Most of the pollination for more than 90 commercial crops grown throughout the United States is provided by Apis mellifera, the honey bee, and the value from the pollination to agricultural output in the country is estimated at $14.6bn (£8bn) annually. In Britain alone, pollination by bees of a suite of just 10 crops, ranging from apples and pears to oilseed rape, was calculated to be worth £165m per annum in 2007.
The BBKA points out that this is £800m-plus over five years – and the research programme they are calling for over the same period would cost a mere one hundredth of that. Yet the Government pleads poverty.
Is the Government doing nothing to safeguard the future of honeybees?
On the contrary. Two weeks ago Lord Rooker, the minister who turned down the BBKA's research programme just before Christmas, outlined a long-term strategy to protect the health of honey bees in England and Wales. Launching a consultation paper, he said: "Honey bees are facing serious threats from a growing number of pests and diseases, and it is vital that we do all we can to respond effectively to these threats, and to sustain honey bees and beekeeping for today and for future generations."
A series of "new or enhanced priority activities" related to disease control or good bee husbandry is proposed, which includes more training for keepers to identify diseases and a campaign to persuade beekeepers to sign up to a national database. One proposal in particular, for volunteer beekeepers to be enlisted in future emergencies to help the national team of bee inspectors track and eradicate new viruses, attracted attention: one commentator called it "a Dad's Army for bees."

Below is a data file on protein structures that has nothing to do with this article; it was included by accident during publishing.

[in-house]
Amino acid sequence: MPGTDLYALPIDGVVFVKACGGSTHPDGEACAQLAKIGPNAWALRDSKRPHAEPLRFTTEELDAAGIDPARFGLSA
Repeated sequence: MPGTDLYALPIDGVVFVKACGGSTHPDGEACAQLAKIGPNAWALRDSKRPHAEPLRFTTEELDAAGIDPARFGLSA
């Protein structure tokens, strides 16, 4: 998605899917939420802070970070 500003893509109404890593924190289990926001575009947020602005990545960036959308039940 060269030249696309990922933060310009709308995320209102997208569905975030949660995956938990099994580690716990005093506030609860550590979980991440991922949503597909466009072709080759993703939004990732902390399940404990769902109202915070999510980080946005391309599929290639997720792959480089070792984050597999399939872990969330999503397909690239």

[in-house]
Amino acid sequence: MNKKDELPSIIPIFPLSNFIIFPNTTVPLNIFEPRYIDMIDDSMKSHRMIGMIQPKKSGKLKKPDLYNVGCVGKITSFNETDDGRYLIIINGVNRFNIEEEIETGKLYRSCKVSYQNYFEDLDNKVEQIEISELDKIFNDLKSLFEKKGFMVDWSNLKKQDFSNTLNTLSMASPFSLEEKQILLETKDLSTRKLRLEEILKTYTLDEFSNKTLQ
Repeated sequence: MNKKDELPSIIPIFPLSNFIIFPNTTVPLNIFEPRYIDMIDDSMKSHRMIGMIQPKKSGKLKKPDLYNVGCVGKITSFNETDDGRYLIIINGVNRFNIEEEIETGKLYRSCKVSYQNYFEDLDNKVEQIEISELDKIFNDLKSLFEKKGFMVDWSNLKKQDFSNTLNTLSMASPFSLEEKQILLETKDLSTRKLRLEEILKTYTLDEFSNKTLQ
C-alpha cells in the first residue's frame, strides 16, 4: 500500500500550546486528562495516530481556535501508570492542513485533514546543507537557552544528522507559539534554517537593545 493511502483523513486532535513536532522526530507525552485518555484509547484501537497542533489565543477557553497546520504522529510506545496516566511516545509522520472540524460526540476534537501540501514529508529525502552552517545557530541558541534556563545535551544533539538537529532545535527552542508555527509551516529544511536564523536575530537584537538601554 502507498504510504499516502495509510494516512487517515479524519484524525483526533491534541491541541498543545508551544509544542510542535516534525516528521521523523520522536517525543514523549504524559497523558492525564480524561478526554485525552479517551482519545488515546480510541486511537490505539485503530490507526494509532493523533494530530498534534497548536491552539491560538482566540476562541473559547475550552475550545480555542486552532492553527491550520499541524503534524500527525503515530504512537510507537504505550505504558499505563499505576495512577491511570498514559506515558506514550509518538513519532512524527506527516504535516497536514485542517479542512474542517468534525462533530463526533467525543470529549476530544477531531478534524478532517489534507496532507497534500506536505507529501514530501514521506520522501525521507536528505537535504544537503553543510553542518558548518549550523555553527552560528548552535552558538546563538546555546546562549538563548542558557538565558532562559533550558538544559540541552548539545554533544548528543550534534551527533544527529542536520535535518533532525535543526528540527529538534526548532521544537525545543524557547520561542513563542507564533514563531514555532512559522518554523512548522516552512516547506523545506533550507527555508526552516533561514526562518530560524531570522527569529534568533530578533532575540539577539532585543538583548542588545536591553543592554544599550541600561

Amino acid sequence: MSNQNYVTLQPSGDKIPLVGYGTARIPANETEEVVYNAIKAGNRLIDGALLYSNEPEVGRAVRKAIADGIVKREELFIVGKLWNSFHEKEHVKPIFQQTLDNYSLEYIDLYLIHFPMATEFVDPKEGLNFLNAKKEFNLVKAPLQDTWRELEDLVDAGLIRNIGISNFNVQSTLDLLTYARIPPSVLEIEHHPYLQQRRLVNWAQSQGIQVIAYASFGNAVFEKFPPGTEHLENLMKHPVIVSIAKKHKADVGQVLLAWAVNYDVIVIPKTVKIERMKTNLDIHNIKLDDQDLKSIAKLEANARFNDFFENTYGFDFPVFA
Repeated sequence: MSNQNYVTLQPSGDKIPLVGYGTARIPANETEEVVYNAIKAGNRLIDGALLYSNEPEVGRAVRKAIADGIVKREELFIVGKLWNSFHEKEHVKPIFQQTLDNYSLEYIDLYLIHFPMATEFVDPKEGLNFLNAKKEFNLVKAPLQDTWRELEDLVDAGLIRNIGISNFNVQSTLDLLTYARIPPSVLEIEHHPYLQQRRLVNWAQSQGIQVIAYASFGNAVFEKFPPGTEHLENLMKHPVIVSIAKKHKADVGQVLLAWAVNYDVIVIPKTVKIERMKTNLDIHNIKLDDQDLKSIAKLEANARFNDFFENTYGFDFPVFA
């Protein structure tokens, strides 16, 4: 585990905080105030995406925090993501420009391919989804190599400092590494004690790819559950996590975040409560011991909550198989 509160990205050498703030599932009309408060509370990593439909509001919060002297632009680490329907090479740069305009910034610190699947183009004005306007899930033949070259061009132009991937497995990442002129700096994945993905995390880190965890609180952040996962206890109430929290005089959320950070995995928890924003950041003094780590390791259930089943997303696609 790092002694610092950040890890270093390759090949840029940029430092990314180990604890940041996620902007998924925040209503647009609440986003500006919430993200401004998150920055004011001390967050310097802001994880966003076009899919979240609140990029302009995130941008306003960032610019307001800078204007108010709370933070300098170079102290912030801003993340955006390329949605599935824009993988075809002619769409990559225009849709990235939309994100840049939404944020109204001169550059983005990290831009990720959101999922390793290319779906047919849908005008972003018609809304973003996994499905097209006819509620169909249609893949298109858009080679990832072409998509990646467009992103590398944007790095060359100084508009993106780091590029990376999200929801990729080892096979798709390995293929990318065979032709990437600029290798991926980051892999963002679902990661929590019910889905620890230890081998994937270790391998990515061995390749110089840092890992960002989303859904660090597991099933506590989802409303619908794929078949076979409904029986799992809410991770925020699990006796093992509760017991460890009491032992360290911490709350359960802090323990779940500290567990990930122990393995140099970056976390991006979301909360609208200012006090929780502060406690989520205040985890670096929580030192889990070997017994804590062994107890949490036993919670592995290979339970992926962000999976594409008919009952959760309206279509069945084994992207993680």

Did this not satisfy the beekeepers?
They welcomed it, certainly, but they insist that the research they want is essential. At their lobby of Parliament yesterday, Tim Lovett, the BBKA President, said: "We will keep our bees only if the Government will help us to keep them healthy. Does the Government want the nation to go without honey on their toast, not have home-grown strawberries to go with cream, and even put their own crusade for the public to eat five portions of fresh fruit and vegetables at risk? Food production is now an important issue and bees are central to it."
He added: "We note that the US government immediately invested $80m into research on Colony Collapse Disorder, which has devastated their bee colonies, affecting pollination of the apple orchards, the almond and orange crops. CCD has not yet crossed the Channel from Europe, but we are urging the Government that it needs to be prepared should this happen. The Government spends just £200,000 out of a budget of £1.5 million for bee health on research. Immediate action needs to be taken to avoid this economic and ecological disaster in the making."
So should the Government find £8m for honey bee disease research?
* Honey bees are at the basis of much of our agriculture and a quite crucial resource, especially at a time of growing food instability
* The threats faced by honey bees are admitted by the Government to be very serious
* In terms of overall government spending, and considering the nature of the threats, the funding in question is a a drop in the ocean
* The Department for Environment, Food and Rural Affairs (Defra) can't afford it, because of an earlier budget crisis
* Defra is already working on a honey bee health strategy, which should be given the chance to take effect
* There is no certainty that the various threats to the health of honey bees will materialise